Blessings was raised by his mother in Dowa, north of Lilongwe city. He enrolled for primary school at Milore Full Primary School where he obtained the Primary School Leaving Certificate. Later he did his secondary school at Kings Foundation Secondary School in Ntcheu and then at Kaphuka Secondary School in Blantyre for the final 2 years of secondary education. During his first attempt for Malawi School Certificate of Education, Blessings did not do well. However, the failure made him stronger and with parental guidance he re-enrolled to a different school in 2009. He passed with excellent grades and was eligible for the University of Malawi. In 2012 he was accepted into Polytechnic.  During the University orientation, he was introduced to an option of food science major, in his program. “I did not know that one can study the science behind food, therefore I set out to understand that option”.

In his third year of College, Blessings was introduced to the MOST Programme, through the Head of Department.  After interviews, Blessings started placement in August 2015. The first few weeks of placement, Blessings had mixed feelings as he thought it was a challenge to work in the Laboratory everyday.  However as time progressed, he saw the challenge transforming to career development and a path to perfect laboratory experiments. “I can proudly say I know international Laboratory standards including the ISO 2000”, Blessings said with joy.

Blesssings interest for working in the Oil-Seeds Sector grew overtime due to the different experiments he did and the diverse sample results. On a busy day Blessings had 7 tests with long standard procedures in the Laboratory. In-addition, it was remarkable for him to observe the good quality management practices at Valid Nutrition.    “There is no better way to put it”, he said proudly, “the experience has prepared me for the stress, pressure and demands of the real work environment”. Blessings further clarified that the internship program sharpened his teamwork skills, leadership skills and improved his attention to detail.

In December 2016, he was recruited by Valid Nutrition in his fourth year of study. During internship, as the months progressed, he faced the fear of, “what will I do afterwards for this sector to continue making an impact”. Fortunately, Andrew Chinguwo, the General Manager of Valid Nutrition offered blessings a 6 months’ work contract. Mr Chinguwo outlined that, he saw Blessings transform in skills and maturity.

After the employment contract offer, Blessings was promoted to the position of the Laboratory supervisor. He inspects RUTF before customer collection. He is now able to assess Laboratory work. “Now I look at the other employees as equal colleagues”.

Blessings described his internship experience as “worthwhile and fulfilling”. He smiled as he said “I don’t think I could have had a job at this point in my life without the internship program”. Blessings said proudly, “I was able to meet Mr Dyborn Chibonga through the program; he is my role model. He is the Chair of the Oil-Seeds Products Technical Working Group under the Ministry of Industry, Trade and Tourism”. Blessings recalled Mr Chibonga saying that, the internship program is the work of DFID implemented through Adam Smith International. He said smiling “I can say I was able to travel to work because of them”. He continued smiling “As a food scientist, I continuously need to acquire knowledge in food quality management and MOST has provided that platform”.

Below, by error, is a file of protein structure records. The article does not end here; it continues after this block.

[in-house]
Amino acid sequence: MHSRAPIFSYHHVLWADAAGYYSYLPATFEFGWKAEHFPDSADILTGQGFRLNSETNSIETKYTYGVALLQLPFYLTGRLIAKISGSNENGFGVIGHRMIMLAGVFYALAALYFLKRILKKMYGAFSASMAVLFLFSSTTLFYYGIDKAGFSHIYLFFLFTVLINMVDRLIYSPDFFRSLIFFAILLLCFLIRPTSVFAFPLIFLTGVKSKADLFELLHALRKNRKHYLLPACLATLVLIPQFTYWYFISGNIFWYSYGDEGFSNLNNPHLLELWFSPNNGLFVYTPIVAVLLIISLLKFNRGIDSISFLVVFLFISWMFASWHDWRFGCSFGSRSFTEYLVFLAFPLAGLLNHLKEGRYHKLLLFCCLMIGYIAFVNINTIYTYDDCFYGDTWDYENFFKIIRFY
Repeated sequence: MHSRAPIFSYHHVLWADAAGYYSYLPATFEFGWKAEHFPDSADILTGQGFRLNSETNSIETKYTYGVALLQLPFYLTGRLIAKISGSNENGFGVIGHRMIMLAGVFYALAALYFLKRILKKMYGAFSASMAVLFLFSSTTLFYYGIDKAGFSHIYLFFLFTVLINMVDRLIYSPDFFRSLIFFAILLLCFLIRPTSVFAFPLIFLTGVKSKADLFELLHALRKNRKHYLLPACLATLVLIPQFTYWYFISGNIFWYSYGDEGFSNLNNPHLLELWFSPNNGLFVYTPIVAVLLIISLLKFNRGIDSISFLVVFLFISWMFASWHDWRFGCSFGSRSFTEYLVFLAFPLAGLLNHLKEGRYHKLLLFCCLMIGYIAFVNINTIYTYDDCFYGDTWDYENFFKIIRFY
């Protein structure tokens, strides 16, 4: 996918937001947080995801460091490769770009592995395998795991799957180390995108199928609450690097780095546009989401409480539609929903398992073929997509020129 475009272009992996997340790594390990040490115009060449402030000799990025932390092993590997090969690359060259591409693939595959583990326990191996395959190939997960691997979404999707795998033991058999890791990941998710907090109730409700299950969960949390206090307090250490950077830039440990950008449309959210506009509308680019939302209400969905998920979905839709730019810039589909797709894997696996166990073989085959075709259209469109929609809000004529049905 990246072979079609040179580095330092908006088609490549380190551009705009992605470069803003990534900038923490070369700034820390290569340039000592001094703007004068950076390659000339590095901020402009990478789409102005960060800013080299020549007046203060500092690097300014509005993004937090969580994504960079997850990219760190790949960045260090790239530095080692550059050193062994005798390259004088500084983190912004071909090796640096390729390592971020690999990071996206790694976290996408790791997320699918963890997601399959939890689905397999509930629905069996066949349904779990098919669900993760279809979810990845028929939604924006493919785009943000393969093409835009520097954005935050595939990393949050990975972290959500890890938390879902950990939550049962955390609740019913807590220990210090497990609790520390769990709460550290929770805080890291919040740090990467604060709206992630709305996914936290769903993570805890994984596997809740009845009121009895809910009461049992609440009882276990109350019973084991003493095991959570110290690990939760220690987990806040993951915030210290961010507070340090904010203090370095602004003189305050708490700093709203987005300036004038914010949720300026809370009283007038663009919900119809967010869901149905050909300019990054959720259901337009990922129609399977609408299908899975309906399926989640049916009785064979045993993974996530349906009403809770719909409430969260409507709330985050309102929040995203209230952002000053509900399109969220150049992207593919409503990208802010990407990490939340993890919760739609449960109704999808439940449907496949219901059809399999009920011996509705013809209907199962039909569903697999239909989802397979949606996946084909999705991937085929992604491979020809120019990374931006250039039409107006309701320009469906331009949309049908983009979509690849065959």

[1] Valid Nutrition is an Oil Seed processing company, which produces Ready to Use Therapeutic Food (RUTF). The RUTF is produced from groundnuts and other reagents, for malnourished Children and Adults.

Oil Seed Products Technical Working Group: Explanatory Note Addressing The Skills Gap

The Malawi national export strategy (NES) highlighted oilseed crops as one of a few export sectors with the potential to reduce Malawi’s dependence on tobacco and increase the value of exports overall.

In driving the NES forward, an initial study was conducted to assess the oilseed sector’s constraints. The study revealed various skills concerns that limit the growth of oilseeds exports. As one of its core technical initiatives, the OSP TWG group is working to understand and address these skills challenges.

The skills mismatch: The mismatch in the skills that students gain at university and the skills that companies require pose significant challenges to the progress of the oilseeds sector. Companies that are engaged in the oilseeds value chain continue to face difficulties in finding and recruiting students that have the relevant practical skills.

The industry disconnect: In addition to the skills mismatch, there are poor linkages between academic institutions and companies in the sector. Communication between universities and companies has been limited and this has added to the poor understanding of the industry and the skills required.


To address these challenges, the OSP TWG has initiated an internship programme that places students on six-month place-ments within a company in the oil-seeds value chain. By targeting a variety of private sector firms, the programme enables students to gain practical skills across multiple functions and departments such as irrigation engineering, agro-processing, marketing, and accounting. Through the internship, the OSP TWG aims to create stronger linkages in the oil-seeds sector as well as support the development of long-term partnerships between companies and the universities.

The six month internship is split into two months either during or at the end of the penultimate year, and four months after the end of the final year. The placements are carefully selected to compliment and add value to the student’s academic background and expertise.